This book is called a 'Workbook' to make it clear from the start that it is not a conventional textbook. Conventional textbooks proceed by giving in each section or chapter first the definitions of the terms to be used, the concepts they are to work with, then some theorems involving these terms (complete with proofs) and finally some examples and exercises to test the readers' understanding of the definitions and the theorems. Readers of this book will indeed find all the conventional constituents - definitions, theorems, proofs, examples and exercises - but not in the conventional arrangement.
In the first part of the book will be found a quick review of the basic definitions of general topology interspersed with a large number of exercises, some of which are described as theorems. ... The exercises are deliberately not "graded" - after all the problems we meet in mathematical "real life" do not come in order of difficulty; some of them are very simple illustrative examples; others are in the nature of tutorial problems for a conventional course, while others are quite difficult results. No solutions of the exercises, no proofs of the theorems are included in the first part of the book - this is a 'Workbook' and readers are invited to try their hand at solving the problems and proving the theorems for themselves. I have been persuaded, with some reluctance, to offer suggestions about how to tackle the exercises which are not entirely straightforward; really dedicated 'Workbook'-ers should ignore these!. The second part of the book contains complete solutions to all but the most utterly trivial exercises and complete proofs of the theorems.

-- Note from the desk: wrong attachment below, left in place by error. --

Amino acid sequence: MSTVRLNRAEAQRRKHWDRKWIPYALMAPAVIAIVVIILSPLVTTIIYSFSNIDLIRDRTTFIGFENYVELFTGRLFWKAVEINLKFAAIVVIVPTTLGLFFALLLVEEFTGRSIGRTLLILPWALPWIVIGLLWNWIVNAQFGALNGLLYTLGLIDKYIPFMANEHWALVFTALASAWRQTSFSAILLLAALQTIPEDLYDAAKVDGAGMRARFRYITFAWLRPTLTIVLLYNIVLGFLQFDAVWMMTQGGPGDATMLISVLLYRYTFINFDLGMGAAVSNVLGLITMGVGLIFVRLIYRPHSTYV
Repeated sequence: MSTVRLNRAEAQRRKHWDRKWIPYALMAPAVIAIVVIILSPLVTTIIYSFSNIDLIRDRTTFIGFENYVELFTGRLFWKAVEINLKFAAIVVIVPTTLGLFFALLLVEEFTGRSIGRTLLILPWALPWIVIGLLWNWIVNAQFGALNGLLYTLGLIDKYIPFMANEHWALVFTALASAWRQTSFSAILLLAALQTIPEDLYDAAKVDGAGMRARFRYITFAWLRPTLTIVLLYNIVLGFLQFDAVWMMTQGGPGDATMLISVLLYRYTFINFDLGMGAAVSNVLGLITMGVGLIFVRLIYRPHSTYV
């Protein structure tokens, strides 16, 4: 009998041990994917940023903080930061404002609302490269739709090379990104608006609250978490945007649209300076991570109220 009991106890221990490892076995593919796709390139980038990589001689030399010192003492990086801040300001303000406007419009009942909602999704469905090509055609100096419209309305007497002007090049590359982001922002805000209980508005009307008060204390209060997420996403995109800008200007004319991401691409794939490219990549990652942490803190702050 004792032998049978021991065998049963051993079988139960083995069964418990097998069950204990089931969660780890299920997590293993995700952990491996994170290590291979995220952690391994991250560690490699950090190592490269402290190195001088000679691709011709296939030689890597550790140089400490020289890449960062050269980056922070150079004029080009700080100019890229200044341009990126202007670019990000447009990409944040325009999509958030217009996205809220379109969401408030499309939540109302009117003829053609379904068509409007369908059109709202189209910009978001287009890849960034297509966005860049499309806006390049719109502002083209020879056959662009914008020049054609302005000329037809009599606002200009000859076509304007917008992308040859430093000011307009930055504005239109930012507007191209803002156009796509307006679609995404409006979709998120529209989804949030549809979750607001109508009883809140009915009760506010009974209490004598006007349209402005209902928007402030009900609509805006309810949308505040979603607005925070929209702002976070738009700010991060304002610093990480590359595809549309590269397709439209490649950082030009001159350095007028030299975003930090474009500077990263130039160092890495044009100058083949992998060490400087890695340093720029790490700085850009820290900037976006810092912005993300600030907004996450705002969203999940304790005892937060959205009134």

The 'set theory' book is written in the same innovative style. As the reviews  and  both point out, Adamson's "best laid plans" can be foiled by students who turn to the second part for the proofs of the results as they are reading the first part. Also in 1996, Adamson published Data structures and algorithms. At first this looks like an unlikely topic but he had turned to teaching Computing Science when the Department had asked for volunteers and, true to his way of thinking, he did this properly by first taking an M.Sc. in Computer Science at the University of St Andrews. The book was the result of teaching several different Computer Science courses over a number of years:-